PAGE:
A new CRISPR therapy: Now, researchers from Intellia Therapeutics and Regeneron Pharmaceuticals have demonstrated for the first time that a CRISPR therapy delivered into the bloodstream can travel to desired tissues to make edits.

We can overcome one of the biggest challenges with applying CRISPR clinically.

—JENNIFER DOUDNA

"This is a major milestone for patients," Jennifer Doudna, co-developer of CRISPR, who wasn't involved in the trial, told NPR.

"While these are early data, they show us that we can overcome one of the biggest challenges with applying CRISPR clinically so far, which is being able to deliver it systemically and get it to the right place," she continued.

What they did: During a phase 1 clinical trial, Intellia researchers injected a CRISPR therapy dubbed NTLA-2001 into the bloodstreams of six people with a rare, potentially fatal genetic disorder called transthyretin amyloidosis.

The livers of people with transthyretin amyloidosis produce a destructive protein, and the CRISPR therapy was designed to target the gene that makes the protein and halt its production. After just one injection of NTLA-2001, the three patients given a higher dose saw their levels of the protein drop by 80% to 96%.

A better option: The CRISPR therapy produced only mild adverse effects and did lower the protein levels, but we don't know yet if the effect will be permanent. It'll also be a few months before we know if the therapy can alleviate the symptoms of transthyretin amyloidosis.

This is a wonderful day for the future of gene-editing as a medicine.

—FYODOR URNOV

If everything goes as hoped, though, NTLA-2001 could one day offer a better treatment option for transthyretin amyloidosis than a currently approved medication, patisiran, which only reduces toxic protein levels by 81% and must be injected regularly.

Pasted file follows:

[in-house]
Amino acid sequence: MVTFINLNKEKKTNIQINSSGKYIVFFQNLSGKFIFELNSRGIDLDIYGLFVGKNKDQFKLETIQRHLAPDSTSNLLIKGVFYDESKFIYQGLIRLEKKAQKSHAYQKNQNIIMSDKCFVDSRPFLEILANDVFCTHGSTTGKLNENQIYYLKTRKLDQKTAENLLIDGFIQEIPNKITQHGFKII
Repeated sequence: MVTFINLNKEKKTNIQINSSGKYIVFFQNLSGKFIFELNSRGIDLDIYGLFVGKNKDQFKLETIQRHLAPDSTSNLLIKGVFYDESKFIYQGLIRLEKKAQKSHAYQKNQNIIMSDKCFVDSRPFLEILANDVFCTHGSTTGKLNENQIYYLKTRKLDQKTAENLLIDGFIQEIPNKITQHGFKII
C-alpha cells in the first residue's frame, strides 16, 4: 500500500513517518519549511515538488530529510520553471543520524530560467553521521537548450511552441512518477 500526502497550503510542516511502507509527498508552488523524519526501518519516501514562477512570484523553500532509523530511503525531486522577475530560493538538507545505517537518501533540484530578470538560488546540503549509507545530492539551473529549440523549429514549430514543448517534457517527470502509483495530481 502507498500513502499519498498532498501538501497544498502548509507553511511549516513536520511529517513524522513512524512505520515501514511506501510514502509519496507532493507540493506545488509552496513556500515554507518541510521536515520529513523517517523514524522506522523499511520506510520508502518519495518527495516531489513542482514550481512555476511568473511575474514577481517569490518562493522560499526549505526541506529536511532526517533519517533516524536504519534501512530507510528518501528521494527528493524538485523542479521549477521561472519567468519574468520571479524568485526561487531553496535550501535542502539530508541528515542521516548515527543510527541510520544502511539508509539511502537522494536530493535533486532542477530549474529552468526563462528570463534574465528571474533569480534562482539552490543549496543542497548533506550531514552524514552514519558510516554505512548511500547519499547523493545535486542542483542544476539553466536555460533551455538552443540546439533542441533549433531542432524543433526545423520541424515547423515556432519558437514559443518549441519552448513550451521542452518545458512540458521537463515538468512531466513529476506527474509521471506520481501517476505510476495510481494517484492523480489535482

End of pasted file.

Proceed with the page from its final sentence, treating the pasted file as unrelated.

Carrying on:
Looking ahead: Even more exciting than NTLA-2001's potential impact on transthyretin amyloidosis, though, is the knowledge that we may be able to use CRISPR injections to treat other genetic disorders that are difficult to target directly, such as heart or brain diseases.

"This is a wonderful day for the future of gene-editing as a medicine," Fyodor Urnov, a UC Berkeley professor of genetics, who wasn't involved in the trial, told NPR. "We as a species are watching this remarkable new show called: our gene-edited future."

Android has won the phone world war

A global survey shows the majority of countries favor Android over iPhone.

Credit: Electronics Hub
Strange Maps
  • When Android was launched soon after Apple's own iPhone, Steve Jobs threatened to "destroy" it.
  • Ever since, and across the world, the rivalry between both systems has animated users.
  • Now the results are in: worldwide, consumers clearly prefer one side — and it's not Steve Jobs'.
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UFOs: US intelligence report finds no aliens but plenty of unidentified flying objects

A new government report describes 144 sightings of unidentified aerial phenomena.

Photo by Albert Antony on Unsplash
Surprising Science

On June 25, 2021, the Office of the Director of National Intelligence released a much-anticipated report on UFOs to Congress.